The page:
One of the known benefits of moringa tea is its ability to give you a natural boost of energy, just like coffee. But unlike coffee, moringa tea does not contain any caffeine. It owes its energy-boosting effects to its combination of nutrients, particularly its magnesium, potassium and B vitamin content.16,17
The energy boost that moringa tea delivers is more subtle and longer-lasting than that of coffee.18 Plus, you can enjoy it without putting yourself at risk of caffeine-related side effects, such as insomnia, jitteriness and anxiety.
How to Make Moringa Tea From Scratch
Moringa teas are available in groceries, but you can also make one on your own if you already have access to a moringa tree. The process is fairly simple, although harvesting the leaves from the stem can be time-consuming. When making a tea, you may either steep the fresh moringa leaves in hot water right after harvest19 or dry them up so you can use them for later when you’re recreating different moringa tea recipes. If you prefer the latter, follow these steps from Miracle Trees:20
1. Gather three to four stalks of moringa. Choose the stalks with mature leaves, as they tend to dry up faster.
2. Air-dry the leaves (including the stalks) at room temperature for a day or until the leaves are crisp. Air-drying allows the leaves to fall out, making it easier for you to separate the stalks later. You may also include the stalk in your tea for additional fiber.
3. Grind the air-dried leaves for 10 to 15 seconds using a blender.
4. Place the ground moringa leaves in tea bags before steeping them in hot water. You may also steep the loose leaves as is.
Give This Soothing Moringa Tea Recipe a Try
Now that you know how to make your own moringa tea at home, you should try out this health-giving and comforting recipe from Fitlife:21
Moringa Tea With Turmeric Recipe
1. Combine the water, ginger and turmeric in a pot. Bring to a boil and allow the mixture to simmer for one hour.
2. Add in the moringa leaves, and then simmer for 15 minutes.
3. Drain the tea through a strainer, leaving only the liquid.
4. Squeeze fresh lemon in the tea and add honey to taste.
How to Store Your Moringa Tea Properly
To prolong the shelf life of moringa tea, make sure that you store the tea bags in a cool, dry place. Be careful not to leave them open in moist places. If you have loose moringa tea leaves, store them in an airtight glass container.22,23
Side Effects Associated With Moringa Tea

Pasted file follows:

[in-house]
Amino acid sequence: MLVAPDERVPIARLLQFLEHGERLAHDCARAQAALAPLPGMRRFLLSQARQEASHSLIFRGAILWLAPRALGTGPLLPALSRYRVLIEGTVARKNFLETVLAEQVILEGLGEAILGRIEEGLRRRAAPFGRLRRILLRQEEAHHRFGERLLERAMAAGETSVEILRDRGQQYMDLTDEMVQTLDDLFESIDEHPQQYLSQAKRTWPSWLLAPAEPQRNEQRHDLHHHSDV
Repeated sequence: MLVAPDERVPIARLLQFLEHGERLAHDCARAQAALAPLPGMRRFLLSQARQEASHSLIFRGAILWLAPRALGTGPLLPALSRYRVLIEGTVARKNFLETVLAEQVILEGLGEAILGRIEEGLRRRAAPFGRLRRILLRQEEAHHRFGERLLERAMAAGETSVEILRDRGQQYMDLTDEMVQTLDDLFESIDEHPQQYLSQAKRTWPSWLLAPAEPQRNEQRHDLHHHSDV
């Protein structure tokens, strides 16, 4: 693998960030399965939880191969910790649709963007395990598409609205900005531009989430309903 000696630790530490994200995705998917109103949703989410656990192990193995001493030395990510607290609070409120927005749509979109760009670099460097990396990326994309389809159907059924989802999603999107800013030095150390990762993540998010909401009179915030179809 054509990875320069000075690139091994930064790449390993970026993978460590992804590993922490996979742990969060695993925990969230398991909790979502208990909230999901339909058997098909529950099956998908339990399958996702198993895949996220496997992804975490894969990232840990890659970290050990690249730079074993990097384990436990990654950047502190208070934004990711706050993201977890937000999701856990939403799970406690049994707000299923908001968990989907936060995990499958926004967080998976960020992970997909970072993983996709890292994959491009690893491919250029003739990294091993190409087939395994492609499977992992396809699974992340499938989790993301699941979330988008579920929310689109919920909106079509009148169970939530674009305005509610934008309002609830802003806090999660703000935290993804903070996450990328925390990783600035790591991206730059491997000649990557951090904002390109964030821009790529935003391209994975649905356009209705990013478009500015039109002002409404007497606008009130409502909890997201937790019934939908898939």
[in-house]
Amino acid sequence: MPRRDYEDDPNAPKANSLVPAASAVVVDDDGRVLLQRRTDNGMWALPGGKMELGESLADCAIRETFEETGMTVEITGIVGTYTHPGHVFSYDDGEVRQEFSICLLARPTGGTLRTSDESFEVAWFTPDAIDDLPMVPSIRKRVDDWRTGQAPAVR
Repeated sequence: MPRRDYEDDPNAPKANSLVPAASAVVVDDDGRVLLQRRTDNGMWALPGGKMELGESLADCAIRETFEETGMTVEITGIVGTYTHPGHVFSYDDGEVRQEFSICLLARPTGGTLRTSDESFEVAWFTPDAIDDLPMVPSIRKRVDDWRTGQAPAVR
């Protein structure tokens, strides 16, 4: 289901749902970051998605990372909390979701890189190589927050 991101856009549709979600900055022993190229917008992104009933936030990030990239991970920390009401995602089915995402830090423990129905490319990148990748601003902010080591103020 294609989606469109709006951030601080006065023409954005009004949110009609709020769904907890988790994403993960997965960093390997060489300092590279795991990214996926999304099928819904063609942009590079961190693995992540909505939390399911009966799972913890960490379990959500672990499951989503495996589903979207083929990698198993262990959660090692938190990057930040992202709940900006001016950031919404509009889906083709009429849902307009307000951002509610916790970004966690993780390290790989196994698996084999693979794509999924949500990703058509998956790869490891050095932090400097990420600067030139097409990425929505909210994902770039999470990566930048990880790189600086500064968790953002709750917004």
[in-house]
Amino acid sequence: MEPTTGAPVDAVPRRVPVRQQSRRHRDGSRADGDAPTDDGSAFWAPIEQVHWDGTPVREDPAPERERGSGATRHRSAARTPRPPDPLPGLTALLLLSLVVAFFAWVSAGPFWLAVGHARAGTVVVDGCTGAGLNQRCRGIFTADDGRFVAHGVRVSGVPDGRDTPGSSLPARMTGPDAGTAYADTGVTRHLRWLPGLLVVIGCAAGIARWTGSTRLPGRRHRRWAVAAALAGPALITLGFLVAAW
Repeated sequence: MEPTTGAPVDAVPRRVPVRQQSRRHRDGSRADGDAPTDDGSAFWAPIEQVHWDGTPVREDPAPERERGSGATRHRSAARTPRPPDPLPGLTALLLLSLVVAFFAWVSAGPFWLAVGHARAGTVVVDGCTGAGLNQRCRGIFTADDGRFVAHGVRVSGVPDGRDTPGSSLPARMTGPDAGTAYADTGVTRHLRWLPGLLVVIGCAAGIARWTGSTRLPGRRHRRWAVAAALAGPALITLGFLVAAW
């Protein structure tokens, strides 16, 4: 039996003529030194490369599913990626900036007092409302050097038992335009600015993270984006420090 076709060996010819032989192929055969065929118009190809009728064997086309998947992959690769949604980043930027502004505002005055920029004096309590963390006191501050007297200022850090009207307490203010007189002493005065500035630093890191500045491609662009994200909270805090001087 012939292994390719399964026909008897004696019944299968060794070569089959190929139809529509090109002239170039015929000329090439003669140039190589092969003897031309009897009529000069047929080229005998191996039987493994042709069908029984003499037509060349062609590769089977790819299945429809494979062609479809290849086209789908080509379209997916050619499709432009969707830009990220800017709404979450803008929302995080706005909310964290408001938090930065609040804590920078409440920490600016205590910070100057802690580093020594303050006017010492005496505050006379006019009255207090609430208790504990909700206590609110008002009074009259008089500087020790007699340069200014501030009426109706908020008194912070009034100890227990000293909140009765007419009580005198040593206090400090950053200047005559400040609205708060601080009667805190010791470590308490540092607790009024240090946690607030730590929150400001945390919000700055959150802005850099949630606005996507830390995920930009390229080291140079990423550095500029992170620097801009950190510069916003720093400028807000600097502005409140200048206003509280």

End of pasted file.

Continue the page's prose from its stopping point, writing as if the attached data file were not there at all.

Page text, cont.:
Studies also suggest that moringa may have antifertility and abortifacient properties. Pregnant women should consult a physician before drinking moringa tea, even though it’s believed to help increase breast milk production.26
Make Sure That Your Moringa Tea Is Really Organic
Many moringa products today claim to be organic, but lab tests show that some actually contain pesticides and heavy metals, which may compromise your health if ingested. To avoid these health risks, double check the source of your moringa tea. Make sure that you only buy from trusted organic brands, or better yet, make your own moringa tea using homegrown ingredients.
Frequently Asked Questions (FAQs) About Moringa Tea
Q: How much moringa tea can I take in a day?
A: There is currently no set recommendation regarding how much moringa tea is OK to take per day. However, some suggests that it should be gradually introduced into your diet to avoid digestive problems. For powdered moringa tea, start with half a teaspoon per day before gradually increasing the quantity according to your needs and preferences.27,28,29
Q: Is moringa tea good for you?
A: Yes, moringa tea is great for your overall health. It contains a wide array of vitamins, minerals, antioxidants and phytochemicals that work together to help lower your blood sugar levels, reduce inflammation, maintain healthy cholesterol levels, fight free radicals and prevent the effects of arsenic toxicity.
Q: Where can you buy moringa tea?
A: You can buy moringa tea from groceries or health food stores. Make sure that you only buy products from trustworthy organic brands.